Lisbon - Arrival

If you have so much as glanced, at any sort of travel writing recently, you will have noticed that Lisbon is pretty near the top of most of the “must visit” destination lists. You know those lists, the ones that come around quicker than you can calculate how much money you have lost by not converting your pounds to Euros, a month ago. Very much flavour of the month, or should that be year, is the capital city of Portugal. A place that had been on our mind for a couple of years.

Had we left it too late, would the lustre of the city have been lost underneath the soles of a million tourist sandals? We consulted with friends who had recently visited, people that knew the place from many years ago. They were firm in their advice, “Go”, they said, “you will love the place”. So, we did and fortunately they were right.

We decided to stay in a flat in a residential part of town, within a 10 minute walk of the Santa Apolónia station. The journey from the airport was straightforward, Lisbon has a nicely integrated transport system and very sensibly the Metro system takes you directly from the airport into town.

Talking about the airport for a while, it feels like it’s situated unusually close to the centre of the city. This means that it’s well worth keeping your eyes open as you fly into Lisbon, the centre of the town opens up unusually closely beneath you, as you swoop towards the airport. It also means that when you are out and about during your holiday the planes can appear uncomfortably low in the sky, particularly if you are in the north of the city.

Having made your way into town, you will quickly realise that your stay in Lisbon will lead to some pretty testing hill walking. The city rises ever upwards from the expansive River Tagus, particularly challenging if you are pulling a large suitcase over the beautiful but bumpy pavements. Hopefully your destination won’t be too far! It is though a city which rewards walking, beautiful buildings and stunning views appear when you least expect them. Each day will probably lead to tired calf muscles but the sights that you discover will make the workout worthwhile.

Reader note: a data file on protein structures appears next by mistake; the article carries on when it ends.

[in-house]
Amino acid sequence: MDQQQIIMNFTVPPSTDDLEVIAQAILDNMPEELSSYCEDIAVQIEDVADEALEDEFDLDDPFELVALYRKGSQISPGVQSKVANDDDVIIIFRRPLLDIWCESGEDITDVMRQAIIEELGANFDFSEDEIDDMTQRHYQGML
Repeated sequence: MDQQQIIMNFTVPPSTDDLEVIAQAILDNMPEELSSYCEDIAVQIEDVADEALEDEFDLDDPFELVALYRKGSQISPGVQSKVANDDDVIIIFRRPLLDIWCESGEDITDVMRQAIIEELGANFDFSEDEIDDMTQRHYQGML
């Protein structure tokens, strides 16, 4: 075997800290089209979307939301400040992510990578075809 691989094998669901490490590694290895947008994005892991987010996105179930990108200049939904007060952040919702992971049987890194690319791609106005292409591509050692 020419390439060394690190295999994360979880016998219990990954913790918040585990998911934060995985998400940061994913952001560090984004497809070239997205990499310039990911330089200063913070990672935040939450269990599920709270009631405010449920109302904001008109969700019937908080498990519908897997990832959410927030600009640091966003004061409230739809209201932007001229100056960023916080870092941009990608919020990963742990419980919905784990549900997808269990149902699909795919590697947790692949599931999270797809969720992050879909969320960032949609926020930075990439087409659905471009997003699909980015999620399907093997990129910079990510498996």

We were fortunate to have twelve nights in Lisbon, so no need to rush off immediately to the main tourist attractions. Odd then, that within a few hours we found ourselves standing on a packed Tram 28, the famous old tram that rattles through the narrowest streets of Alfama and features in almost every guide to the city that you will read or see. It was, to be honest, a pretty hellish experience. In our defence, we hadn’t planned to jump so quickly into full-on tourist mode.

Having dropped our bags in our temporary home, we wandered up the hill (of course!) whilst the place was made ready for us. Soon the combination of the heat and the hill hinted that we should rest for a while. We stopped in a wonderfully simple restaurant for the first of many dishes of grilled sardines. As often appeared to be the way in Lisbon, these were grilled on a barbecue that was set up on the narrow pavement in front of the restaurant, why bother with a kitchen? The food was simple, plentiful and most importantly fantastically tasty. The elderly couple who appeared to run the place were delightfully friendly, though neither they, nor us, had more than a passing understanding of what the other was saying. It didn’t appear to mater though.

Suitably fortified we continued our slow walk towards the top of the hill, reaching the welcoming plateau that was the Rua Dos Sapadores. We headed west, revelling in the genius of the virtually level road before us. On reaching the Rua Da Graça, we noticed a tram stop and the magic number 28 upon the sign, the travel card that we purchased at the airport in order to get the metro covered the bus and tram network as well, so we didn’t have to worry about working out how much the fare would be. An app on our phone told us that a southbound tram would soon be with us, surely an omen that we had to take this opportunity to jump aboard.

One of the points, if not the main point, of taking this particular tram journey is to enjoy the close-up view of properties that are almost within touching distance of you as edge past them. However, if you and many others are standing and packed as tightly as the sardines that Lisbon is famous for, then the only view that you have is of the roof of the tram, a very nice roof it is, but well, you probably get my point.

As the tram approached the river, we decided to jump off, in order to be able to actually see some of our surroundings. Quite quickly we could escape the large numbers of weekend tourists in Alfama and could start to enjoy the feel of the place as we headed back towards our flat to unpack. Our first day drew towards a close whilst enjoying a drink and some food at DeliDelux, an upmarket deli with a terrace at the rear overlooking the serene River Tagus, just ten minutes walk away from our accommodation. Having been up in the early hours to catch our 7am flight from Bristol, it wasn’t the time for a late night. Tomorrow the holiday would start in earnest and there were lots of things to see and do.